# Variational Autoencoders in Computer Vision

In my previous article, I’ve been talking about Autoencoders and their applications, especially in the Computer Vision field.

Generally speaking, an autoencoder (AE) learns to represent some input information (in our case, images input) by compressing them into a latent space, then reconstructing the input from its compressed form to a new, auto-generated output image (again in the original domain space).

In this article, I’m going to focus on a particular class of Autoencoders which have been introduced a bit later, that is that of Variational Autoencoders (VAEs).

VAEs are a variation of AEs in the sense that their main job is that of learning a probabilistic model, living in the latent feature space of the compressed image, from which one can sample and generate new images.

Let’s have a look at the main differences between the two methods:

• AEs learn a compressed representation of images (of course, it holds also for other field, like NLP — in that case, input data will be texts). It does so by first compressing the image via an encoder network and then decompressing it with a decoder network back to the original domain space. The goal is having a decompressed image that is as close as possible to the original one. How Autoencoders work
• VAEs, on the other hand, learn the parameters (mean and variance vector) of a probability distribution (multivariate gaussian) representing data. Once we have this distribution parametrized, we can actually sample from it and generate new images. In that sense, VAEs are generative models, like GANs (you can read more about GANs here).

More specifically, the encoder component of VAEs maps each pixel into a mean and variance vector, which are the parameter of the Multivariate Gaussian. What about the covariances? Well, VAEs assume no correlation among dimensions in the latent space, hence the covariance matrix is diagonal — we only have to think about mean and variance.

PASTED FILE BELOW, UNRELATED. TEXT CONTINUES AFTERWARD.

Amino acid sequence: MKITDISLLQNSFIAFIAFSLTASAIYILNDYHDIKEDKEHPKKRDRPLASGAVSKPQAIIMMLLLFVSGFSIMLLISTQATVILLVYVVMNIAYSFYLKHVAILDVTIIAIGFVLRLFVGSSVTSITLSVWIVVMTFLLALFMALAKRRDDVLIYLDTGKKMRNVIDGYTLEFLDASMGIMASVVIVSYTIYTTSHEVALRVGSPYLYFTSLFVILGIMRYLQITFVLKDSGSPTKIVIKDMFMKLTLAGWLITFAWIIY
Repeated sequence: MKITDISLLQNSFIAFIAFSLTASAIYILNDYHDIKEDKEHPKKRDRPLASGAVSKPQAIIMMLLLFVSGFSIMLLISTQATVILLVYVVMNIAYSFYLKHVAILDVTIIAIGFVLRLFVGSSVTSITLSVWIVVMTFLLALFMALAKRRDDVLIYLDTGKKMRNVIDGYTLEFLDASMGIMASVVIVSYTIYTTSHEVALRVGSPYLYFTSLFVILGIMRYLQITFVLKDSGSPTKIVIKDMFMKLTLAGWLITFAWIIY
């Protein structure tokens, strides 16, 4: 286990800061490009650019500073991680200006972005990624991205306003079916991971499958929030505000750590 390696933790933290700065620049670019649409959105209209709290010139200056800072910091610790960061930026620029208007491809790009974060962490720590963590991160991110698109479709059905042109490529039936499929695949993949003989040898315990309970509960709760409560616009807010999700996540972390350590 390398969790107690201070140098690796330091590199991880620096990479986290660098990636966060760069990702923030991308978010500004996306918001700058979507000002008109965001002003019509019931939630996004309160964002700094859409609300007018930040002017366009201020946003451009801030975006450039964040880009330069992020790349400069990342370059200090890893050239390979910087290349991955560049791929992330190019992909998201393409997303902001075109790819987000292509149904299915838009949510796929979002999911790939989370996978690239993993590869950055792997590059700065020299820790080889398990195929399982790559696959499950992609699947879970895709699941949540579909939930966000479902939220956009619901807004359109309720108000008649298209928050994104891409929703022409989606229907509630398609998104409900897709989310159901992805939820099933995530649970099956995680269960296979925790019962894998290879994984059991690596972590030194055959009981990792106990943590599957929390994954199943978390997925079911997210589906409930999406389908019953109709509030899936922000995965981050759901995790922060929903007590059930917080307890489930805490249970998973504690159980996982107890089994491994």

Let’s have a look at all the steps (more details here):

• we first initialize an encoder network that maps each pixel into a mean and variance vector: z_mean and z_log_sigma.
• then, we sample random points z from the gaussian distribution with parameters z_mean and z_log_sigma, via z = z_mean + expo(z_log_sigma)*epsilon, where epsilon is a tensor sample from the standard normal distribution
• finally, a decoder network maps these latent space points back to the original domain space. How a VAE works

Another important difference between AEs and VAEs is the way their performance are measured. In the case of AEs, as mentioned above, the goal is that of having the deocded image as close as possible to the original one. As such, we want to minimize an objective function which compute the distance between the two images (namely, the RMSE, MSE…).

On the other hand, when we train a VAE, we need to consider two error components:

• reconstruction error. It refers to the similarity between output and input images (like in AEs). Also in this case, a distance loss function like MSE can be employed;
• regularization error. It refers to the organization of the latent space of the probability distribution. The idea is that of forcing the anew parametrized distribution to behave and look like a standard normal. To do so, we use a metric which computes how two probability distributions differ among each others (in this case, the two distributions are the one derived from the encoder and a standard normal). This metric is called Kullback–Leibler divergence. The reason why we want to regularize our latent space is because we want it to fulfill the two properties of continuity and completeness.

The final error is nothing but a weigthed sum of the two (weights’ choice is upon the scientist).

Since the introduction of GANs, the new state of the art, VAEs have been contributing less to the generative techniques in computer vision. Nevertheless, they are still precious in many use cases. Namely, as they model a probabilistic distribution, it can be a great insight into input images, namely to look for anomalies. Or even more, you can build a customized network which combines both GANs and VAEs.

Cloud Specialist at @Microsoft | MSc in Data Science | Machine Learning, Statistics and Running enthusiast

## More from Valentina Alto

Cloud Specialist at @Microsoft | MSc in Data Science | Machine Learning, Statistics and Running enthusiast